WORCESTER, Mass. August 6, 2007 Worcester Polytechnic Institute (WPI) has received nearly $1 million from the federal Department of Homeland Security to develop a system that can precisely locate and track the movement of emergency workers inside buildings and also monitor their health and physiological status.
The announcement of the award came just a few days before WPI hosted its second annual workshop on Precision Indoor Personnel Location and Tracking for Emergency Responders. The two-day workshop, held on Aug. 6-7, 2007, is the only national forum for researchers, corporate R&D leaders, national policy makers, and public safety departments on this critical technical challenge.
The DHS award will permit WPI to enhance a precision location system it has been developing over the past four years by integrating it with technology developed by Foster-Miller, Inc., in Waltham, Mass., for continuous monitoring of temperature, heart rate, respiration rate and other physiological parameters. The enhanced system will address two of what a 2005 report from the National Fire Protection Association identified as the three leading causes of firefighter deaths: stress-related heart attacks (No. 1) and getting lost, trapped, or disabled inside buildings (No. 3). The DHS funds will augment the more than $3 million in funding the research team has already garnered from the U.S. Department of Justice.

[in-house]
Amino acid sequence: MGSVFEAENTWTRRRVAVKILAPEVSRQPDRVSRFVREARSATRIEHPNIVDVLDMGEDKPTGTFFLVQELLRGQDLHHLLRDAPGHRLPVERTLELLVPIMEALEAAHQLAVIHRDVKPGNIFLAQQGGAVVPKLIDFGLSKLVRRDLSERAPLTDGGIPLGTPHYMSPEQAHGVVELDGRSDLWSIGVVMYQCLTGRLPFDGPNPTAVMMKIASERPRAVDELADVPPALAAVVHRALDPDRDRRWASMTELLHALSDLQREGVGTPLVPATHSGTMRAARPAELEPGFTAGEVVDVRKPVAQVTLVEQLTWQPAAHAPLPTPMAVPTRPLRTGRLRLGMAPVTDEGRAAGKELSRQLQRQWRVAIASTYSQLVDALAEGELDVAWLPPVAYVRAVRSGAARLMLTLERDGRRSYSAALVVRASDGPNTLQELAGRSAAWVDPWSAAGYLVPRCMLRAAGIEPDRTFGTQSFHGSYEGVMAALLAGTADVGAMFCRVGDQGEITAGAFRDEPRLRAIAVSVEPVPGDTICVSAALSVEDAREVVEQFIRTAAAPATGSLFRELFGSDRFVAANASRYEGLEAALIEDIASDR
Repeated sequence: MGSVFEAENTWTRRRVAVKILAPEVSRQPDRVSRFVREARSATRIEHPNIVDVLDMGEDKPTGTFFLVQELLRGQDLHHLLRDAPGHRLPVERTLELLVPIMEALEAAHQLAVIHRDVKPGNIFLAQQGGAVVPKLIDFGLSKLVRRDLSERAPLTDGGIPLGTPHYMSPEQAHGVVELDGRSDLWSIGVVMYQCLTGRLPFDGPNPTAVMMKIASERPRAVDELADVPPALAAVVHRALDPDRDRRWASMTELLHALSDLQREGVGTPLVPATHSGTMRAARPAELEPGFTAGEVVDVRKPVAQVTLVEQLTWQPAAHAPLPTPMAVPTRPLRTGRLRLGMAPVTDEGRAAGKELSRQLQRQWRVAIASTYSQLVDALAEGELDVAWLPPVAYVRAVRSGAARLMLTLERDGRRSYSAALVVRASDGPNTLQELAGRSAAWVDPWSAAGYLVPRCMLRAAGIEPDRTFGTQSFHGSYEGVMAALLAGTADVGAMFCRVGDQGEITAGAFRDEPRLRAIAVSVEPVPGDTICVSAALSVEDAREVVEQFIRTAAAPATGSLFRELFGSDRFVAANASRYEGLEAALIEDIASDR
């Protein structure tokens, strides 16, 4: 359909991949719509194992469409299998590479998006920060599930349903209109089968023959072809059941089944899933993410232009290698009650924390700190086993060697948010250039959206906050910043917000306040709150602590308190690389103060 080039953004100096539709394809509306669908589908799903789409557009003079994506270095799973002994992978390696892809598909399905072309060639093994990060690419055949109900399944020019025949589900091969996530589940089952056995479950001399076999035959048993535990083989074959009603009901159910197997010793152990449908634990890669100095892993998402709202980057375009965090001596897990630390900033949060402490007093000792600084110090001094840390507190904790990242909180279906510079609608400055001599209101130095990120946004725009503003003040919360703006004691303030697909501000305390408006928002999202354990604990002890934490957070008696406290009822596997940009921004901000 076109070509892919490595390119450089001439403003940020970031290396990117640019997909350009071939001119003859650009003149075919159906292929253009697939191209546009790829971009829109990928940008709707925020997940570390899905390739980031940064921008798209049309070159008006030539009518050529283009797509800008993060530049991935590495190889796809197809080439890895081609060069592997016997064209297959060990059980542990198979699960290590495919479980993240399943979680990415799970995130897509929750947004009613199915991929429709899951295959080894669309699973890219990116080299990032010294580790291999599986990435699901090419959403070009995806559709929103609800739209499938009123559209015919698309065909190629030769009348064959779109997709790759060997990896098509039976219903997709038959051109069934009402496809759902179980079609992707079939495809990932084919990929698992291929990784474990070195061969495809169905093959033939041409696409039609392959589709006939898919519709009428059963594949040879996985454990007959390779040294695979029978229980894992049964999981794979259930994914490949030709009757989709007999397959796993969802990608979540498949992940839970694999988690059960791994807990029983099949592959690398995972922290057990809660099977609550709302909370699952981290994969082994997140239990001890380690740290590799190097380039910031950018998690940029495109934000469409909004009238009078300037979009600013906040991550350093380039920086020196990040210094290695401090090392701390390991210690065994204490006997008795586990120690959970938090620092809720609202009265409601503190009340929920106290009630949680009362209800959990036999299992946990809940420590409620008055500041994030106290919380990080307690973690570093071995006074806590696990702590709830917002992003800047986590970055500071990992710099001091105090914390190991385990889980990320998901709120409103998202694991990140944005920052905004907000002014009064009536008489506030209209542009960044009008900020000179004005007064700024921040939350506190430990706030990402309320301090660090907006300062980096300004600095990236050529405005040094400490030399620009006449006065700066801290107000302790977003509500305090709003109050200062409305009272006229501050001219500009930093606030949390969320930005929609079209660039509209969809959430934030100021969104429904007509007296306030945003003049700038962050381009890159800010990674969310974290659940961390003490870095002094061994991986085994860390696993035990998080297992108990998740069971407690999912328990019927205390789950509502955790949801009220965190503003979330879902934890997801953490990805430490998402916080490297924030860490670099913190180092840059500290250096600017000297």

The focus of this week's workshop was the nations critical need for indoor location and tracking technology by public safety departments, the military, the mining industry, and other fields where people can become lost or trapped indoors in dangerous or life-threatening situations. There is currently is no technology able to track and locate people inside buildings with the precision needed to rescue first responders in the harsh environment (low- or zero visibility, extreme heat, deafening noise) of an active building fire, to locate and retrieve
Contact: Michael Dorsey
Worcester Polytechnic Institute